October 30, 2007 in Features

Medications may contribute to excess gas

Joe Graedon and Teresa Graedon The Spokesman-Review
 

Q. I need information about flatulence. I am 92 years old, and usually there is no odor when I pass gas. It is loud enough to be heard, though, and I cannot hold it back. This is very embarrassing! Are there any solutions? My daughter says I need a cork!

A. There are a great many medications that can contribute to flatulence. So can many foods, and not just beans. The first thing to consider is whether your diet or drugs could be contributing to the problem.

Some ways to fight flatulence include fennel seed tea, Angostura bitters and herbs such as ginger or turmeric. We are sending you our newest book, “Best Choices From The People’s Pharmacy,” with a list of foods and medicines that can cause gas and more details on ways to overcome flatulence. Anyone who would like a copy may find it in the library, local bookstore or online at www.peoplespharmacy.com.

Q. I read in your column that putting petroleum jelly in the nose could cause chemical pneumonia. I have been putting Vaseline in my nose every day for years to prevent nosebleeds.

Now I’m worried. I do have a chronic cough that I always attributed to allergies.

A. Petroleum jelly is “for external use only,” according to the label. The makers of Vicks VapoRub go so far as to say, “Do not use in nostrils.”

We found one case in the medical literature of “exogenous lipoid pneumonia” caused by habitually putting petroleum jelly in the nose (Chest, March 1994). Although this condition is considered rare, we would encourage you to stop this practice and discuss your chronic cough with a lung expert.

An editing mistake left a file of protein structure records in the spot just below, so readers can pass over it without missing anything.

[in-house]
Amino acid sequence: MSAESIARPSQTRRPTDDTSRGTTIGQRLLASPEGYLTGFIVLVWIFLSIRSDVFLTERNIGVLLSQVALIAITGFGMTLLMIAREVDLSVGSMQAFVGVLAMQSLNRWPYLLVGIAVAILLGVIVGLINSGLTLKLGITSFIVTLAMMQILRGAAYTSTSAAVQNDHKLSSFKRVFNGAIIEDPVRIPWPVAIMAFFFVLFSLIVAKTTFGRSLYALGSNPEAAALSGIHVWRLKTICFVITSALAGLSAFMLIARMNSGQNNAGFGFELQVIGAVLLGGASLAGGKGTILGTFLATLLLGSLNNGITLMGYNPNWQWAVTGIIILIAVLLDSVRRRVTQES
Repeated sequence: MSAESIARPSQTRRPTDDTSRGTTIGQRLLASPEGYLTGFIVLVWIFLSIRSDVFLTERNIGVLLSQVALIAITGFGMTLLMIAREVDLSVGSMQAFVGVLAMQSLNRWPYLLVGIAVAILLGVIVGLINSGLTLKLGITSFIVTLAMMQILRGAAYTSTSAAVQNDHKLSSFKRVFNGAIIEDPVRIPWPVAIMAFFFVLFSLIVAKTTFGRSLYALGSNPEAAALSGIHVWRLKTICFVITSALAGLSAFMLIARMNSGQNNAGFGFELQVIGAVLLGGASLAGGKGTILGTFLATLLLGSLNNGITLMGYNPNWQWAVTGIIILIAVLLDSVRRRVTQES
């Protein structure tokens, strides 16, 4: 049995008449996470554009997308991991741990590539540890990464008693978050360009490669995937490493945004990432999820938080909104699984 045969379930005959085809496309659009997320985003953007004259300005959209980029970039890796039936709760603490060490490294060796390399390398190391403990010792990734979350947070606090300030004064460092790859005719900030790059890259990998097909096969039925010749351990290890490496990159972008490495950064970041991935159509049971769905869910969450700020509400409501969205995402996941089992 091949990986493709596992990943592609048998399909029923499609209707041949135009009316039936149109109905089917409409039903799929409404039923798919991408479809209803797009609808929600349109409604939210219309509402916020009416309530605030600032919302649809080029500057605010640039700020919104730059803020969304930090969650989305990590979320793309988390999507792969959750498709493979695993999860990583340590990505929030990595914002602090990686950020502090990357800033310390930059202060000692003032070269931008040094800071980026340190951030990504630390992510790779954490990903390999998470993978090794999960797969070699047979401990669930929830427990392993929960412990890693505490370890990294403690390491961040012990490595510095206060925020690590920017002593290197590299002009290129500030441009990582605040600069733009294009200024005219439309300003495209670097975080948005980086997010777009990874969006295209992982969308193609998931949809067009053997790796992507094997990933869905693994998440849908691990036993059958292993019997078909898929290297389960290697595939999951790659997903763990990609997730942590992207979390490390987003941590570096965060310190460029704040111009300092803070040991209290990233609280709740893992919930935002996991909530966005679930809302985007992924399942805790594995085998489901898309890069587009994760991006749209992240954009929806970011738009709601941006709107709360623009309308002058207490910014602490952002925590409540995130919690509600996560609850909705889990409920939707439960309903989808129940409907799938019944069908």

Q. I’ve just learned that many people over 50 are vitamin D deficient. My doctor called with my test results: I have about 7 percent of the recommended amount of vitamin D in my body.

I’ve got all the symptoms but attributed them to arthritis and age. For years I’ve taken a multivitamin and two calcium plus 400 units of vitamin D daily, so my low levels came as a surprise. My doctor said he’s begun testing all women over 50 for D deficiency. He prescribed 50,000 units of vitamin D to be taken once weekly. Is this much vitamin D dangerous?

A. If you were taking that much vitamin D daily, you might well get into the toxic range. Your doctor will be monitoring to make sure your vitamin D levels stabilize with treatment.

Research evidence is mounting that 400 international units of vitamin D daily, the currently recommended intake, is inadequate for many people. Vitamin D is essential not only for preventing rickets and building strong bones, but also for a healthy immune system that can fight off infections and cancer.

Q. I am a physician who treats many patients in chronic pain. I am convinced that generic oxycodone is only about half as effective as the brand name OxyContin. This is a huge problem for my patients. How can we get someone to investigate?

A. As a physician, you can report therapeutic failure to the Food and Drug Administration’s MedWatch program and to the generic manufacturer. Patients taking a narcotic drug of this sort are unfortunately regarded with suspicion, so your voice on your patients’ behalf is especially important.

Despite FDA reassurance about the equality of generic drugs, we have now heard from hundreds of patients who have had difficulties. For more information, go to www.peoplespharmacy.com and www.ConsumerLab.com.


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